For the public and private entities building out that infrastructure, knowing where to put charging stations is essential. According to the analysis, most locales will need to up the number of plug-in places they build each year by 20 percent to keep up with demand. Even in California metros, where utilities and private companies already have plans to build more than 26,000 new stations by 2025, the analysis finds that the state may come up almost 41,500 chargers short.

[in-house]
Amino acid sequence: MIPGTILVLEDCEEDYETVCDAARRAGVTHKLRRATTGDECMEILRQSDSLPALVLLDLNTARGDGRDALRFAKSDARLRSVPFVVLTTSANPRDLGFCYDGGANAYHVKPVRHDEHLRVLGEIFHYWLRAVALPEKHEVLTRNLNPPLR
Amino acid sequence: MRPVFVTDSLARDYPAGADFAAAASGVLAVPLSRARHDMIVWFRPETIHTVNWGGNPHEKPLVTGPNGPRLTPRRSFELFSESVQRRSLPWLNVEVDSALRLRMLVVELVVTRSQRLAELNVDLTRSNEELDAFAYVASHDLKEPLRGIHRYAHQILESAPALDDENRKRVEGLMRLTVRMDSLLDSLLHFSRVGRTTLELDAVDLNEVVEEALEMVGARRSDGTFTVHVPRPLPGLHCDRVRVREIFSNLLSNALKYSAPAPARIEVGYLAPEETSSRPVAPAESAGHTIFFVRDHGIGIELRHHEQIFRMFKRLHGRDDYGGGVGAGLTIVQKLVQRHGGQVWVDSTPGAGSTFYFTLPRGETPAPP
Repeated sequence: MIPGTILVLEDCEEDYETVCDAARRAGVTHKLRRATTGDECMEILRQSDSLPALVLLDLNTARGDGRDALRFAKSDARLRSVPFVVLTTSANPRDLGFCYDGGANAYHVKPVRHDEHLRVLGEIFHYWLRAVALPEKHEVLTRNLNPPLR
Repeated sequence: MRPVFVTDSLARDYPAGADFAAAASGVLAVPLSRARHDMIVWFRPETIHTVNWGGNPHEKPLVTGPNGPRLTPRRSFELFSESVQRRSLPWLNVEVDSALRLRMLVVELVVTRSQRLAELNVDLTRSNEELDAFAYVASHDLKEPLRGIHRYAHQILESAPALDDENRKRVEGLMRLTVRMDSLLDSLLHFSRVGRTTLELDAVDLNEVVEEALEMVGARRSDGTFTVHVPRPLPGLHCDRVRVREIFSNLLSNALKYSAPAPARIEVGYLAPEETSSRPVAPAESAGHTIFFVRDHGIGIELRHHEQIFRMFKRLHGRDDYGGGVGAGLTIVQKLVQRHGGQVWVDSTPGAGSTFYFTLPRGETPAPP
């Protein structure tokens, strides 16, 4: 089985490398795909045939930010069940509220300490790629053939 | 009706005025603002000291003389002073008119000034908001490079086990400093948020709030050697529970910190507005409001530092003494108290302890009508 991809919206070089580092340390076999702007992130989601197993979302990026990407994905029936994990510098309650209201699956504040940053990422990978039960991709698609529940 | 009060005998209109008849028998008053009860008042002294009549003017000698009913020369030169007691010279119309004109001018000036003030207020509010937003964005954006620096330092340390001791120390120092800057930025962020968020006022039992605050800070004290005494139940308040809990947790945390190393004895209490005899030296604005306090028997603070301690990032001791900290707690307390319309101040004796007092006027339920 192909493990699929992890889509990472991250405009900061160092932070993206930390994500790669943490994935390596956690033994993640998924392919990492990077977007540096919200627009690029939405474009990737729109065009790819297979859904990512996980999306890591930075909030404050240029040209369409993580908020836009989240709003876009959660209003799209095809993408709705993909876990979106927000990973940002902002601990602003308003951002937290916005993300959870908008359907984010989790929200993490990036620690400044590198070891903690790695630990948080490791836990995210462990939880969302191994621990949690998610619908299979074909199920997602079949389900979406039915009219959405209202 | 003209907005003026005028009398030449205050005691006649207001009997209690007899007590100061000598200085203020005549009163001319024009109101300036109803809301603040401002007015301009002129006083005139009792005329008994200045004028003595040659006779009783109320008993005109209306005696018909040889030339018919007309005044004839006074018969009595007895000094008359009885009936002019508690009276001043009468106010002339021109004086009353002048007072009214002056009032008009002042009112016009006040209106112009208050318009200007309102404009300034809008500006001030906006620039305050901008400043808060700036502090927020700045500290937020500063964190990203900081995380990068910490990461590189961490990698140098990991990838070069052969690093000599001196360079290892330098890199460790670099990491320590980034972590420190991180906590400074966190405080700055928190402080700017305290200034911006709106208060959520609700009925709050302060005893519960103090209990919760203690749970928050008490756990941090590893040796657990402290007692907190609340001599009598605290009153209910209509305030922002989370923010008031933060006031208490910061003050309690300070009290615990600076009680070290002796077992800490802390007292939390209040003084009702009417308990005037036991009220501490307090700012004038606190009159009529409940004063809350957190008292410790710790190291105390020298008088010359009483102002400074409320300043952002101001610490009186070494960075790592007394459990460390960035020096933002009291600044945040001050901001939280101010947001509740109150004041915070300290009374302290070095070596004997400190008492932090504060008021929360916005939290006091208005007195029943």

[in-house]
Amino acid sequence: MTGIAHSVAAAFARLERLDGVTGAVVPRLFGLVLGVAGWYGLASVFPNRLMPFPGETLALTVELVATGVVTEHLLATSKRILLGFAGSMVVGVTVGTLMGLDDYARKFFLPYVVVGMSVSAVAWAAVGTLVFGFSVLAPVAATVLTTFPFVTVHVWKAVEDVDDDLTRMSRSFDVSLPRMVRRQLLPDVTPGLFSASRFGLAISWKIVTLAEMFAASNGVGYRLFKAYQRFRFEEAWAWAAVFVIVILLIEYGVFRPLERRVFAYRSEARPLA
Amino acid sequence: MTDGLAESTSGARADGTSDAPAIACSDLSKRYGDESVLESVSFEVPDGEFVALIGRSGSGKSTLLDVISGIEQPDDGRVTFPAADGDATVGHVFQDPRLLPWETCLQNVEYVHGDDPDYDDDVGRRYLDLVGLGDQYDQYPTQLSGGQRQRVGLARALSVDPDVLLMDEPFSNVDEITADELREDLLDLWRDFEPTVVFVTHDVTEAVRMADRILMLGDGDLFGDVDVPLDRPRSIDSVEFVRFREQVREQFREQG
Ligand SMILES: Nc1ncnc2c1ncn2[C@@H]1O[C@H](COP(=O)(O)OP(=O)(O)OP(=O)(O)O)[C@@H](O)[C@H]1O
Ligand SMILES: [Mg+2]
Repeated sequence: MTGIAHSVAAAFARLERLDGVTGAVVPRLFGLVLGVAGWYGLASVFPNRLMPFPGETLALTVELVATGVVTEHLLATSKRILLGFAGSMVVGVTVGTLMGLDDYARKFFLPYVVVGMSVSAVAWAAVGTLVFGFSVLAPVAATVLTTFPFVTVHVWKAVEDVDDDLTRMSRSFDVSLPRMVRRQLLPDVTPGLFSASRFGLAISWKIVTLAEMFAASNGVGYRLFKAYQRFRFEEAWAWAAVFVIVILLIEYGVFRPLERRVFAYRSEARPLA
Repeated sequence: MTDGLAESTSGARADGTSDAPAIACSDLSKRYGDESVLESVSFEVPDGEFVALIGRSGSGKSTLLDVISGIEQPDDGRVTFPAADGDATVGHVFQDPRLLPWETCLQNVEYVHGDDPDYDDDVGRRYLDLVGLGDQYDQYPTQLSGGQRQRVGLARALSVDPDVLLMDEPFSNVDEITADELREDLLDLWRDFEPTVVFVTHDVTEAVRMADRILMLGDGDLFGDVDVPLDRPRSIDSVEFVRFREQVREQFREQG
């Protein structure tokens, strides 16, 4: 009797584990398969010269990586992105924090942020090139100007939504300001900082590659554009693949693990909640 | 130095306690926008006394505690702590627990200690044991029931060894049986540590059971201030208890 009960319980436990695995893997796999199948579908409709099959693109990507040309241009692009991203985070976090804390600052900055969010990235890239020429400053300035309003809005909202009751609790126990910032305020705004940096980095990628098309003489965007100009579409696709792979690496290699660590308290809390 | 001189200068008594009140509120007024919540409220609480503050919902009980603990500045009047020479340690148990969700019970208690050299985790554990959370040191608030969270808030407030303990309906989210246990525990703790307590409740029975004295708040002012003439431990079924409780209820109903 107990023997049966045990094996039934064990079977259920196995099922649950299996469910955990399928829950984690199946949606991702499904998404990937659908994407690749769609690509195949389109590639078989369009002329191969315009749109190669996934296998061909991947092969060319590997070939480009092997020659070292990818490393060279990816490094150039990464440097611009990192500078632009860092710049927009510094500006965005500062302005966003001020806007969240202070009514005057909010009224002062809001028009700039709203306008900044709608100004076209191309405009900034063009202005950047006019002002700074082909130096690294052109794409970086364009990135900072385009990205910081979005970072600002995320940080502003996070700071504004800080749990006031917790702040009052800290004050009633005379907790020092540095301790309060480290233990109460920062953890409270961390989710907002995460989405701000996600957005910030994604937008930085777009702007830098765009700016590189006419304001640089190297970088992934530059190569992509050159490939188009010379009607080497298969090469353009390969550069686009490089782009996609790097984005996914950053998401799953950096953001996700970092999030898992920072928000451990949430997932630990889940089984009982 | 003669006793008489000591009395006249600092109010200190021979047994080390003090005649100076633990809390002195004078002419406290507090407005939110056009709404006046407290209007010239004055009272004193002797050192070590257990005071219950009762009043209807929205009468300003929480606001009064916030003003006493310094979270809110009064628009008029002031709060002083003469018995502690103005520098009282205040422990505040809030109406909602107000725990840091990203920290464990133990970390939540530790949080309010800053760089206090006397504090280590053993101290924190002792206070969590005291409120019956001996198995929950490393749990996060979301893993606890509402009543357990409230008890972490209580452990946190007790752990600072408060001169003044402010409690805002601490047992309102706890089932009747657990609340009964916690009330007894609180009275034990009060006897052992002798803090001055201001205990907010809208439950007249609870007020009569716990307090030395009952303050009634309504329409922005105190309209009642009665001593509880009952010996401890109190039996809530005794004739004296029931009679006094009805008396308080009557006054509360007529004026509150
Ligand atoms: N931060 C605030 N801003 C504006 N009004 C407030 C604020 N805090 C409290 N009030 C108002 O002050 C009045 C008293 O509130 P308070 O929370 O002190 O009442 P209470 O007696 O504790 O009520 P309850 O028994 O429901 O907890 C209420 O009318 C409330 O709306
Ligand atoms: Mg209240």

“It’s a tough position for cities—if they don’t build enough charging stations the growth of EVs will be slower, hampering local climate and air quality goals,” says Costa Samaras, a civil and environmental engineering professor at Carnegie Mellon University who studies electric transportation and climate change. “But if they overbuild charging stations, it’s expensive and these chargers might sit empty for a little while during the transition.”